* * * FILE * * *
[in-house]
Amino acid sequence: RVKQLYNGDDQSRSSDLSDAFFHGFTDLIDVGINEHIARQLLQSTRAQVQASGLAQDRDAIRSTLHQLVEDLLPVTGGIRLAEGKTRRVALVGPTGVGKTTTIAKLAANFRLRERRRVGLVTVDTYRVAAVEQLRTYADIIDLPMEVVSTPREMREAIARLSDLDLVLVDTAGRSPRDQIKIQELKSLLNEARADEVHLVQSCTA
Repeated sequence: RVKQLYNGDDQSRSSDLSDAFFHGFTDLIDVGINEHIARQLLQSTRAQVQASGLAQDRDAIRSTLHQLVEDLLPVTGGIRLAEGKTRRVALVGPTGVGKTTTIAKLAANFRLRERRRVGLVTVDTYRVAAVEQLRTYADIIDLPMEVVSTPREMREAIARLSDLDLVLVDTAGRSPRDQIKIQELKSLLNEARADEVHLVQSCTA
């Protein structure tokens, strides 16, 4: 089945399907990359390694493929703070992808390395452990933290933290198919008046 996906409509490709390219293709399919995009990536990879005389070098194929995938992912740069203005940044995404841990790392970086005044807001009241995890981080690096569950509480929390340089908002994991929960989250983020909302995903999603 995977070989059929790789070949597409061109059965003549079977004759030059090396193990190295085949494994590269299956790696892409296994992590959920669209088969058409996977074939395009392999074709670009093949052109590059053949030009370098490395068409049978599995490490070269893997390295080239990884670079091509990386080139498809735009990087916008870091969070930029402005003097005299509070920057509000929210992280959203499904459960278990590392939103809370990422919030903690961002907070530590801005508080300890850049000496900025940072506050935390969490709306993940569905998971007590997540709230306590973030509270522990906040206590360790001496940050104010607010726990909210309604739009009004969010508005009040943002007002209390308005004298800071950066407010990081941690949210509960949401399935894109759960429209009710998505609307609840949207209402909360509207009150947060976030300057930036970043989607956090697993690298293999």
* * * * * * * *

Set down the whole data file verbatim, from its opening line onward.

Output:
[in-house]
Amino acid sequence: RVKQLYNGDDQSRSSDLSDAFFHGFTDLIDVGINEHIARQLLQSTRAQVQASGLAQDRDAIRSTLHQLVEDLLPVTGGIRLAEGKTRRVALVGPTGVGKTTTIAKLAANFRLRERRRVGLVTVDTYRVAAVEQLRTYADIIDLPMEVVSTPREMREAIARLSDLDLVLVDTAGRSPRDQIKIQELKSLLNEARADEVHLVQSCTA
Repeated sequence: RVKQLYNGDDQSRSSDLSDAFFHGFTDLIDVGINEHIARQLLQSTRAQVQASGLAQDRDAIRSTLHQLVEDLLPVTGGIRLAEGKTRRVALVGPTGVGKTTTIAKLAANFRLRERRRVGLVTVDTYRVAAVEQLRTYADIIDLPMEVVSTPREMREAIARLSDLDLVLVDTAGRSPRDQIKIQELKSLLNEARADEVHLVQSCTA
């Protein structure tokens, strides 16, 4: 089945399907990359390694493929703070992808390395452990933290933290198919008046 996906409509490709390219293709399919995009990536990879005389070098194929995938992912740069203005940044995404841990790392970086005044807001009241995890981080690096569950509480929390340089908002994991929960989250983020909302995903999603 995977070989059929790789070949597409061109059965003549079977004759030059090396193990190295085949494994590269299956790696892409296994992590959920669209088969058409996977074939395009392999074709670009093949052109590059053949030009370098490395068409049978599995490490070269893997390295080239990884670079091509990386080139498809735009990087916008870091969070930029402005003097005299509070920057509000929210992280959203499904459960278990590392939103809370990422919030903690961002907070530590801005508080300890850049000496900025940072506050935390969490709306993940569905998971007590997540709230306590973030509270522990906040206590360790001496940050104010607010726990909210309604739009009004969010508005009040943002007002209390308005004298800071950066407010990081941690949210509960949401399935894109759960429209009710998505609307609840949207209402909360509207009150947060976030300057930036970043989607956090697993690298293999």